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The future of Agecroft Hall

Old barn waits for new home


"The story began for me in a garbage can," says Richard Moxley, the executive director of Agecroft Hall, a reconstructed Tudor manor in Windsor Farms. In 1991, Moxley reached into a trashcan for a piece of scrap paper and pulled out a treasure.

The front-page article in Florida Brit Newspaper, a British publication in Orlando, headlined "Little England to be Levelled," caught Moxley's eye. In 1979, Lewis Cartier purchased 1,350 acres across the street from Disney World and designed a theme park of reconstructed 16th- and 17th-century English homes and barns. By 1983, the plans fell to pieces and Cartier abandoned his dream. In 1991, new development and new road links to Disney's town of Celebration required that the unfinished park be leveled.

As Moxley read about the buildings set for demise, he realized that this could be a godsend for Agecroft Hall, which houses a living history museum and hosts theater productions each year. "It was kind of like a dream," he remembers. "I thought to myself, 'Is this something I can really do? Can I rescue the village?'" Moxley took a trip to Florida to find out.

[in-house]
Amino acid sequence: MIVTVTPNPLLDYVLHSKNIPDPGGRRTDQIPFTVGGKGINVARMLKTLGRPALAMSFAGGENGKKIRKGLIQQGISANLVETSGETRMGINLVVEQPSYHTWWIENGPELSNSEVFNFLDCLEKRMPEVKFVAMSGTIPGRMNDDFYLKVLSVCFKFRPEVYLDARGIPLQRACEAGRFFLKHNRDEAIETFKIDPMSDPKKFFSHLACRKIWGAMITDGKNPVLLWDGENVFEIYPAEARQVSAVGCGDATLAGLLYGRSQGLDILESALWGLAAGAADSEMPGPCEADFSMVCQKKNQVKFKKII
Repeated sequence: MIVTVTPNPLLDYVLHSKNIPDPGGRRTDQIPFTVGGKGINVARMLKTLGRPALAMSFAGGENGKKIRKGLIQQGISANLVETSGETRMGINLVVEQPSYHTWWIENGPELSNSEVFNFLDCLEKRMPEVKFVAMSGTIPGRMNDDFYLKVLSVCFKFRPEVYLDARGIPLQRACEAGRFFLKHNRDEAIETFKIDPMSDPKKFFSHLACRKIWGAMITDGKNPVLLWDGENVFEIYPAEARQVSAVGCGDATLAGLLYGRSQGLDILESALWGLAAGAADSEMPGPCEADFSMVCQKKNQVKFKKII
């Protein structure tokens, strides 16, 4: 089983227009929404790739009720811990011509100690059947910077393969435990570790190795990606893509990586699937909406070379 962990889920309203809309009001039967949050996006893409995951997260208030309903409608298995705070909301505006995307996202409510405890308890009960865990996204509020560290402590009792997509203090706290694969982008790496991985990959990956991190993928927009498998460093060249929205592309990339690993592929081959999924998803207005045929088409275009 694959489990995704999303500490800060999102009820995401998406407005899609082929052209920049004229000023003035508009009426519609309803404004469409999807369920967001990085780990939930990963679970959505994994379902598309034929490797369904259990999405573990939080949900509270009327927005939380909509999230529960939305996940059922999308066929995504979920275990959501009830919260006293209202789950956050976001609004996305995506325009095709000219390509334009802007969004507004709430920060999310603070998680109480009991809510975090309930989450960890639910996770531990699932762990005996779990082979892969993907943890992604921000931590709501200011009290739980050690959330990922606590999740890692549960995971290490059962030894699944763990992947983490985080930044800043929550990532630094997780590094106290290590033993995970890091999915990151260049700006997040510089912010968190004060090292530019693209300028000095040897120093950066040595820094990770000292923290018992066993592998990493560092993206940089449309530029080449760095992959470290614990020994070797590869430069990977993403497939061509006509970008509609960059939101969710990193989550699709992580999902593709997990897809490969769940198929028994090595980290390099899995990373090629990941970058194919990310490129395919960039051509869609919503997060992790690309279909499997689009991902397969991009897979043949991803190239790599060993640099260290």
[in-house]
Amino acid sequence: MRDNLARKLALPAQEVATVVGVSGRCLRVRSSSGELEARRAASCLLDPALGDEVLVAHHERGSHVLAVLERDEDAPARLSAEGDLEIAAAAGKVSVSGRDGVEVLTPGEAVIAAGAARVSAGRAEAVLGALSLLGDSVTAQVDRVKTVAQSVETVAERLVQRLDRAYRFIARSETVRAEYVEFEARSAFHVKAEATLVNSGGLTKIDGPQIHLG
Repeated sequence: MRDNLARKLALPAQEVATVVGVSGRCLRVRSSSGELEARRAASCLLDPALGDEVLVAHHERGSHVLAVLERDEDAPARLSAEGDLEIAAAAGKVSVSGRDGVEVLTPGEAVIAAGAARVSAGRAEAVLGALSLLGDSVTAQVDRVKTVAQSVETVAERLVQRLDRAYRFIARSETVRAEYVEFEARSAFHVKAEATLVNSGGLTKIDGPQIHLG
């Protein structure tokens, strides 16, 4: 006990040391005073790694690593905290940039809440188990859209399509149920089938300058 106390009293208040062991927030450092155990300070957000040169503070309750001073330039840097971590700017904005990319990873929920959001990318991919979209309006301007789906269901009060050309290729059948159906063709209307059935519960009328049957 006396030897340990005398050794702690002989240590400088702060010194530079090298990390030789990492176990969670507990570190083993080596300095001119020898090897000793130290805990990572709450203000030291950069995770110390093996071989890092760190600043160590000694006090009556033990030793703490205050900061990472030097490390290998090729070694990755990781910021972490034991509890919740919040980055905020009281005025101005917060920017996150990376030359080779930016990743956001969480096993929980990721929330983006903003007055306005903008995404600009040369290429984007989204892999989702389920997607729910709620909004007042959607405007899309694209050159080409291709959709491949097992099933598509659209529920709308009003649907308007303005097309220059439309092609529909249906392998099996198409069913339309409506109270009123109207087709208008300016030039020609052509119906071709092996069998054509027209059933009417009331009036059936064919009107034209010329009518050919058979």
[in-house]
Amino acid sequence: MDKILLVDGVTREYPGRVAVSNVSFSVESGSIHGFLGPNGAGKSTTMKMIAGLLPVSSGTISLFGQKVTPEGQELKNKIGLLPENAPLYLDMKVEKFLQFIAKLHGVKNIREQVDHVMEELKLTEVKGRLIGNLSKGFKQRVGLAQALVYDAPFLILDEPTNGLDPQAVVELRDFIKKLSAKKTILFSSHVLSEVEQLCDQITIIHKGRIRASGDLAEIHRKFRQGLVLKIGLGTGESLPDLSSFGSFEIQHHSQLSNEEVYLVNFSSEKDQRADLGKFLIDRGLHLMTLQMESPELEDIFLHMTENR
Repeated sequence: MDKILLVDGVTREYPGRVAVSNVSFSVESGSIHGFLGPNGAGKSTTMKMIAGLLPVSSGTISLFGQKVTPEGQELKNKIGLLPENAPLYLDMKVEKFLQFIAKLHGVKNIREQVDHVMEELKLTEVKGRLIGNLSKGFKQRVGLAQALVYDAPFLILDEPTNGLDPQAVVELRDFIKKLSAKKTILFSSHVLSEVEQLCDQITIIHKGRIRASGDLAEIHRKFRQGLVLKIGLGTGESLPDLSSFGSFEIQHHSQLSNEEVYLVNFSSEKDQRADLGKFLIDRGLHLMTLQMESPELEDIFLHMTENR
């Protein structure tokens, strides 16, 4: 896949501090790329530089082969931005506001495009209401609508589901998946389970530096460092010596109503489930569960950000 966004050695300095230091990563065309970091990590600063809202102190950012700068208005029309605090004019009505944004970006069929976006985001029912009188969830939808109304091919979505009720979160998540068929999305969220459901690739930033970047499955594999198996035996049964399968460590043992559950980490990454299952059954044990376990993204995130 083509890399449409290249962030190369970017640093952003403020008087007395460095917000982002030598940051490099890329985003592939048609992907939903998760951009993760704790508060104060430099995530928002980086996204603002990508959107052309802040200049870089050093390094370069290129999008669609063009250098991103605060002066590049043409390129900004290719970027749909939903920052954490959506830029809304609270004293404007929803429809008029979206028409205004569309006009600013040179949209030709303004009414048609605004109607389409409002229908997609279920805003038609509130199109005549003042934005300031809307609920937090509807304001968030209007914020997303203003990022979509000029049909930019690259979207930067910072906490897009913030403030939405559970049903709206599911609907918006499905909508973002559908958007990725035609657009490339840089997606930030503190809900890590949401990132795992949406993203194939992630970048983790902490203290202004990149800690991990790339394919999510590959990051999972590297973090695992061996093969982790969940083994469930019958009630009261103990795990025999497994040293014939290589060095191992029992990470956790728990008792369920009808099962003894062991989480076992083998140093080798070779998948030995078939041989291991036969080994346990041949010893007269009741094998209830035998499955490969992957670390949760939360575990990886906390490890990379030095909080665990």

Most of the buildings' exteriors had decayed rapidly in Florida's harsh environment, but Moxley found some salvageable interior wood. Then he learned that there was yet another building, never erected and still in storage, being sold in pieces to local pubs as decoration. Moxley asked Floribra, the company that now owned Cartier's doomed parkland, to donate what was left of the barn to Agecroft Hall. Moxley obtained all of the barn that could fit on two tractor-trailers. He stored the old wood in yet another warehouse.

This was all nine years ago. Today, Moxley is bringing the news to the public for the first time. "This was a wonderful opportunity but it didn't come at a time that I thought we would be able to build it without sacrificing things that I thought had a higher priority," Moxley says. Moxley and the board at Agecroft are just now deciding what will come of the timber, and are just now ready to tell the barn's history, and soon, its future. Some of the possibilities are a theater, a living history exhibit, or a multipurpose area for lectures, dances, and theater productions. Until they decide for sure, the barn will sit, aging still, in crates on the south end of the Manchester Bridge. But in the life span of a centuries-old barn, a few more years are nothing more than the blink of an eye.

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